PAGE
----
FOMO, or the “The Fear of Missing
Out,” is real and can be a huge
source of anxiety in both our
personal and professional lives.
One of the biggest concerns about
FOMO in the workplace is working
remotely and being “out of sight
out of mind,” and potentially losing
opportunities for quality face time
and collaboration with your boss,
other leaders, and your peers.
While missing out can be an anxiety trigger for many, the long-term career concern goes deeper. Experts weighing in on Team Remote vs Team Office have raised a concern that those, that when given the choice, choose to work remotely, may be penalized for their choice, regardless of the reasoning behind it (child/elder care, vaccination status, extended commute times, etc).
The question is, in addition to potentially missing out on ad hoc meetings and watercooler
brainstorming, will there also be a remote work bias that will exist reducing the ability of those who
choose not to return to the office to be considered for promotional opportunities? Perhaps, but likely,
organizational culture will influence the outcome.
While many teams/organizations have successfully worked remotely for years, not returning to the
office if offered a choice by your employer, may -unfairly- be viewed as lack of organizational
commitment. So as a remote employee, what control do you have and what steps can you take to
reduce your anxiety and FOMO?
Tips to stay connected while working remotely and reduce FOMO:
✔Stay engaged with your office peers and leadership teams, both during meetings and in between.
✔Participate in small talk, virtual office happy hours, and nonmandatory meetings.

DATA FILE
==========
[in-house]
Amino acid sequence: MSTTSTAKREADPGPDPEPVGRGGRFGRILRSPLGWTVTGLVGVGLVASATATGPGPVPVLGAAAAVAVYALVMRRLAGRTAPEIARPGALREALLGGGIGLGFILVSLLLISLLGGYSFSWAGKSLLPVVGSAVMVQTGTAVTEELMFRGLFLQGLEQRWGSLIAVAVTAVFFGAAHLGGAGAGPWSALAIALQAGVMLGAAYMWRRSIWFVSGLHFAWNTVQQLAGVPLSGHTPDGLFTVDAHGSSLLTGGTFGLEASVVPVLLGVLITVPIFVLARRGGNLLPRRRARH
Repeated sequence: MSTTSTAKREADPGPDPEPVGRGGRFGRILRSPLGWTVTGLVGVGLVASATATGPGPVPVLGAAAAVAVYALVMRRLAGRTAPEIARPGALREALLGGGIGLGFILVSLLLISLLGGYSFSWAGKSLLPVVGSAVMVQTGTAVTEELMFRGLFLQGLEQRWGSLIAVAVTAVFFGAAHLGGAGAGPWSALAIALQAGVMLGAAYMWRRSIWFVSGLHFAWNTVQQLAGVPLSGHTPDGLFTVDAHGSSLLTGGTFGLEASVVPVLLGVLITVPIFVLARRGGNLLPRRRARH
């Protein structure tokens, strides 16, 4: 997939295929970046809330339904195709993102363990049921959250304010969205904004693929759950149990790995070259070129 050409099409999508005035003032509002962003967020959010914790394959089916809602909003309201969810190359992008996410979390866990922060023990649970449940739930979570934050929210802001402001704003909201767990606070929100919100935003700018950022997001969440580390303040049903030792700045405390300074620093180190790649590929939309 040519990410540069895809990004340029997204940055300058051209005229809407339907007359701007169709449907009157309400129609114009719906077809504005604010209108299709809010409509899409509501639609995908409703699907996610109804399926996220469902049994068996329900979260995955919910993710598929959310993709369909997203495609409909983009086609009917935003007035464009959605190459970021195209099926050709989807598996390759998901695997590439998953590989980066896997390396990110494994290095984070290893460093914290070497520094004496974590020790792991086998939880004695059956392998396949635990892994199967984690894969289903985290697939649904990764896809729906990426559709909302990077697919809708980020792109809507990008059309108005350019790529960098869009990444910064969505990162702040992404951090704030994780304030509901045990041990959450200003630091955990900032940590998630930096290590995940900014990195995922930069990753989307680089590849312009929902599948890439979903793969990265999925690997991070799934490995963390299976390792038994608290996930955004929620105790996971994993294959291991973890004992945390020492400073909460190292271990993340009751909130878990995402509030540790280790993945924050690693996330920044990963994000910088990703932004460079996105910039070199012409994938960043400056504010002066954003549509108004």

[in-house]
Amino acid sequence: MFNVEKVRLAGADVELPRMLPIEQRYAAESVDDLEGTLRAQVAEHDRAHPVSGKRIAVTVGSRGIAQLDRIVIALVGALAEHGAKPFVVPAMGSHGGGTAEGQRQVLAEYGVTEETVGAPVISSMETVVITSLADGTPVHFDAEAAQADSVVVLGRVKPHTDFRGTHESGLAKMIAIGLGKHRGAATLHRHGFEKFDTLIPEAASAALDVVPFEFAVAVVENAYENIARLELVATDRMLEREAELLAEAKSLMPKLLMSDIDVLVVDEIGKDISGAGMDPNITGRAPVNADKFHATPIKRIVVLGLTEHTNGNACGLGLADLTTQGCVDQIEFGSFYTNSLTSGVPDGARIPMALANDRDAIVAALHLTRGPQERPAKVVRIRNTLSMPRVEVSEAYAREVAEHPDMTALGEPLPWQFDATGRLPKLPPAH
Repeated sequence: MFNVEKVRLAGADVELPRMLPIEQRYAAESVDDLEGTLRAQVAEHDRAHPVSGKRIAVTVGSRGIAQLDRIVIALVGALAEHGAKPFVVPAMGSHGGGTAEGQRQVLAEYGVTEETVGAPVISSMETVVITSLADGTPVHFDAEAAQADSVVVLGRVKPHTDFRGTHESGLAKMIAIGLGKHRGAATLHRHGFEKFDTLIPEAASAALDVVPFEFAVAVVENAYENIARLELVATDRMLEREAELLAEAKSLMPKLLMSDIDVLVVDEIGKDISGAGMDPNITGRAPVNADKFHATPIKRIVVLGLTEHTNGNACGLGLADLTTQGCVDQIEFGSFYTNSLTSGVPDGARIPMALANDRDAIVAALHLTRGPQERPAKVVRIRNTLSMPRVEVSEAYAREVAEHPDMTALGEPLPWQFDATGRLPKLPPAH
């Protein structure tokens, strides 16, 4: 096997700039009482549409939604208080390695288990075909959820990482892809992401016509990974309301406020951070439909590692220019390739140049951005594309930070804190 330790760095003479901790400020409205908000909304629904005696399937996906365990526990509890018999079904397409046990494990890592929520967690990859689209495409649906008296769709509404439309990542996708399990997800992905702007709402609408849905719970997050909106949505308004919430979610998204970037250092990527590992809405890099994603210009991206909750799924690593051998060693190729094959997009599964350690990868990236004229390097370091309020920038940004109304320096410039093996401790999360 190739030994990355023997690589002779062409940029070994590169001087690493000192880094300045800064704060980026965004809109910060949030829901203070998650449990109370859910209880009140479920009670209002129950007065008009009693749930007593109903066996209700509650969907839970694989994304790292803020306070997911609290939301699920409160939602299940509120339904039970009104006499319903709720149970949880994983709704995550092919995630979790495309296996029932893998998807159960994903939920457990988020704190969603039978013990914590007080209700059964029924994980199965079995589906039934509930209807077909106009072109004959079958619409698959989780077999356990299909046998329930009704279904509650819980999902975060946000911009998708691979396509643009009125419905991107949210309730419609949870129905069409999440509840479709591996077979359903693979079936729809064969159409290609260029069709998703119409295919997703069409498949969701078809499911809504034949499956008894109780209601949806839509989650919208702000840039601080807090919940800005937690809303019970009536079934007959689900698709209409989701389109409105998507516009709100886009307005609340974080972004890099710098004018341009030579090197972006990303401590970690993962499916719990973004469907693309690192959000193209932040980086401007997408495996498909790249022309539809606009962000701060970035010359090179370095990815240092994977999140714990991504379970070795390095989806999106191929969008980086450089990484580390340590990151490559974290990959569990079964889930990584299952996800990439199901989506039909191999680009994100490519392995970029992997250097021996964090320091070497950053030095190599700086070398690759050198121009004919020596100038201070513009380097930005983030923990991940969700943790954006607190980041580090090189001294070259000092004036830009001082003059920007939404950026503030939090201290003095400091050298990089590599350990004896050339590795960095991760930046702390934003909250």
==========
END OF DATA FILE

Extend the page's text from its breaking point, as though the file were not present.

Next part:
✔Volunteer for projects that showcase your strongest skills and allow you to shine.
✔Ask for clarification from HR on the company’s policy for remote work to ensure you are adhering to
its guidelines and not being held accountable for details of it you were not aware of.
✔Request frequent feedback from your boss to ensure you stay aligned with team goals and
✔Develop the confidence and ability to communicate your contributions and continued value clearly
and effectively. Self-advocacy is important working remotely or in person.
✔Share your concerns about missing out with your in-office co-workers and ask for the amount of
contact and communication you need to increase your comfort level.
✔Ask if a hybrid approach is available and consider if that type of arrangement will meet your needs.
In the end, becoming comfortable with your decision to work remotely and not feeling the need to apologize
for it, will go a long way to minimize any anxiety that you are missing out on activities and opportunities. If you
feel your decision to work remotely puts you at a disadvantage, it will.
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